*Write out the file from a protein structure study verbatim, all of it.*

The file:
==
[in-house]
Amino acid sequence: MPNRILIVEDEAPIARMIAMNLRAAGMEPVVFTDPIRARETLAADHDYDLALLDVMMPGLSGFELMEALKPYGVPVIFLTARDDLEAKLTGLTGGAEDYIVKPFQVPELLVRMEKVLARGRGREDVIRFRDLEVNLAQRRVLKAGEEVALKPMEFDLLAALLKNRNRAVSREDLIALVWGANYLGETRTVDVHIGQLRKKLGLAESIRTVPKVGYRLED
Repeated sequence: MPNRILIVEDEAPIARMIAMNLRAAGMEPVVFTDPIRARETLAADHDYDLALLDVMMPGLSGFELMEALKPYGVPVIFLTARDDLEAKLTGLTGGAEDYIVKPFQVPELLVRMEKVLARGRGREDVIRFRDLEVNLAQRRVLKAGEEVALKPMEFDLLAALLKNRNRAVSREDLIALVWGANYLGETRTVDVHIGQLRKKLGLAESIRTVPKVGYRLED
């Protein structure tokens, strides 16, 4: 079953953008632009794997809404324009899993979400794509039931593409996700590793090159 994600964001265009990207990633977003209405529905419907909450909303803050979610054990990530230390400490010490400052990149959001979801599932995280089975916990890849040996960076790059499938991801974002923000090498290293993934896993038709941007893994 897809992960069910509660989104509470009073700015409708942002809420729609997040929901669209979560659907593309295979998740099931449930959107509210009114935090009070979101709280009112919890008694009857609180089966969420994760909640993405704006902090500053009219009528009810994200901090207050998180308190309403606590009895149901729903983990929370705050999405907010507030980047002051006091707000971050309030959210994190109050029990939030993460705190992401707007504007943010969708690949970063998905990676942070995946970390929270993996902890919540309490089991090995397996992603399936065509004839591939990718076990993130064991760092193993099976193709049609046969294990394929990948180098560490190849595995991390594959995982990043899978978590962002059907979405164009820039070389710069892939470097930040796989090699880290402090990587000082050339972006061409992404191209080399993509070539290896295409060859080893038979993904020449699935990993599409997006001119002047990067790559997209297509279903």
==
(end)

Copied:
[in-house]
Amino acid sequence: MPNRILIVEDEAPIARMIAMNLRAAGMEPVVFTDPIRARETLAADHDYDLALLDVMMPGLSGFELMEALKPYGVPVIFLTARDDLEAKLTGLTGGAEDYIVKPFQVPELLVRMEKVLARGRGREDVIRFRDLEVNLAQRRVLKAGEEVALKPMEFDLLAALLKNRNRAVSREDLIALVWGANYLGETRTVDVHIGQLRKKLGLAESIRTVPKVGYRLED
Repeated sequence: MPNRILIVEDEAPIARMIAMNLRAAGMEPVVFTDPIRARETLAADHDYDLALLDVMMPGLSGFELMEALKPYGVPVIFLTARDDLEAKLTGLTGGAEDYIVKPFQVPELLVRMEKVLARGRGREDVIRFRDLEVNLAQRRVLKAGEEVALKPMEFDLLAALLKNRNRAVSREDLIALVWGANYLGETRTVDVHIGQLRKKLGLAESIRTVPKVGYRLED
């Protein structure tokens, strides 16, 4: 079953953008632009794997809404324009899993979400794509039931593409996700590793090159 994600964001265009990207990633977003209405529905419907909450909303803050979610054990990530230390400490010490400052990149959001979801599932995280089975916990890849040996960076790059499938991801974002923000090498290293993934896993038709941007893994 897809992960069910509660989104509470009073700015409708942002809420729609997040929901669209979560659907593309295979998740099931449930959107509210009114935090009070979101709280009112919890008694009857609180089966969420994760909640993405704006902090500053009219009528009810994200901090207050998180308190309403606590009895149901729903983990929370705050999405907010507030980047002051006091707000971050309030959210994190109050029990939030993460705190992401707007504007943010969708690949970063998905990676942070995946970390929270993996902890919540309490089991090995397996992603399936065509004839591939990718076990993130064991760092193993099976193709049609046969294990394929990948180098560490190849595995991390594959995982990043899978978590962002059907979405164009820039070389710069892939470097930040796989090699880290402090990587000082050339972006061409992404191209080399993509070539290896295409060859080893038979993904020449699935990993599409997006001119002047990067790559997209297509279903």